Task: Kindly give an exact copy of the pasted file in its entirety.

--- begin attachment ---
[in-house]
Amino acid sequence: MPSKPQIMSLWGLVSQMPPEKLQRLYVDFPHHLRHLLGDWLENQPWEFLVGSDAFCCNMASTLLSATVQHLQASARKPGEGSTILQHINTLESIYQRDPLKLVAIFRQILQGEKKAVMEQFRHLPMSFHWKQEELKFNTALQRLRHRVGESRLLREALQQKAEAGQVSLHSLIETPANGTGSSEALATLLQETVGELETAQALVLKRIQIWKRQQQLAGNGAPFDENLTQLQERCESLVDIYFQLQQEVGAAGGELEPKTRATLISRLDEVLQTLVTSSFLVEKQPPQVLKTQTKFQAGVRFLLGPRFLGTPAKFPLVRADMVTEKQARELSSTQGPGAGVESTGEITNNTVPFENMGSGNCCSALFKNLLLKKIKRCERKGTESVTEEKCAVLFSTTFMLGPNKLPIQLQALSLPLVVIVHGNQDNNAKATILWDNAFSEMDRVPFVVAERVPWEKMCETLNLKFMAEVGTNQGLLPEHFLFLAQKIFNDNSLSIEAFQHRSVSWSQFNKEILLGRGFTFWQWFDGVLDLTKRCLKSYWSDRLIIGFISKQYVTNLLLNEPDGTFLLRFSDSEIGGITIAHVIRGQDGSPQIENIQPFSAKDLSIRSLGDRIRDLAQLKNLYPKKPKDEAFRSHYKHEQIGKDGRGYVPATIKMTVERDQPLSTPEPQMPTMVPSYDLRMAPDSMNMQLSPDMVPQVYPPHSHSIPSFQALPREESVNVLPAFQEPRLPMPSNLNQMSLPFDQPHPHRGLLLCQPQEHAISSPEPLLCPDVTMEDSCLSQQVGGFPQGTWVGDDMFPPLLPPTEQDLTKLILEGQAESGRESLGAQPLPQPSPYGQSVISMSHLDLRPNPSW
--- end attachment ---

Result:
[in-house]
Amino acid sequence: MPSKPQIMSLWGLVSQMPPEKLQRLYVDFPHHLRHLLGDWLENQPWEFLVGSDAFCCNMASTLLSATVQHLQASARKPGEGSTILQHINTLESIYQRDPLKLVAIFRQILQGEKKAVMEQFRHLPMSFHWKQEELKFNTALQRLRHRVGESRLLREALQQKAEAGQVSLHSLIETPANGTGSSEALATLLQETVGELETAQALVLKRIQIWKRQQQLAGNGAPFDENLTQLQERCESLVDIYFQLQQEVGAAGGELEPKTRATLISRLDEVLQTLVTSSFLVEKQPPQVLKTQTKFQAGVRFLLGPRFLGTPAKFPLVRADMVTEKQARELSSTQGPGAGVESTGEITNNTVPFENMGSGNCCSALFKNLLLKKIKRCERKGTESVTEEKCAVLFSTTFMLGPNKLPIQLQALSLPLVVIVHGNQDNNAKATILWDNAFSEMDRVPFVVAERVPWEKMCETLNLKFMAEVGTNQGLLPEHFLFLAQKIFNDNSLSIEAFQHRSVSWSQFNKEILLGRGFTFWQWFDGVLDLTKRCLKSYWSDRLIIGFISKQYVTNLLLNEPDGTFLLRFSDSEIGGITIAHVIRGQDGSPQIENIQPFSAKDLSIRSLGDRIRDLAQLKNLYPKKPKDEAFRSHYKHEQIGKDGRGYVPATIKMTVERDQPLSTPEPQMPTMVPSYDLRMAPDSMNMQLSPDMVPQVYPPHSHSIPSFQALPREESVNVLPAFQEPRLPMPSNLNQMSLPFDQPHPHRGLLLCQPQEHAISSPEPLLCPDVTMEDSCLSQQVGGFPQGTWVGDDMFPPLLPPTEQDLTKLILEGQAESGRESLGAQPLPQPSPYGQSVISMSHLDLRPNPSW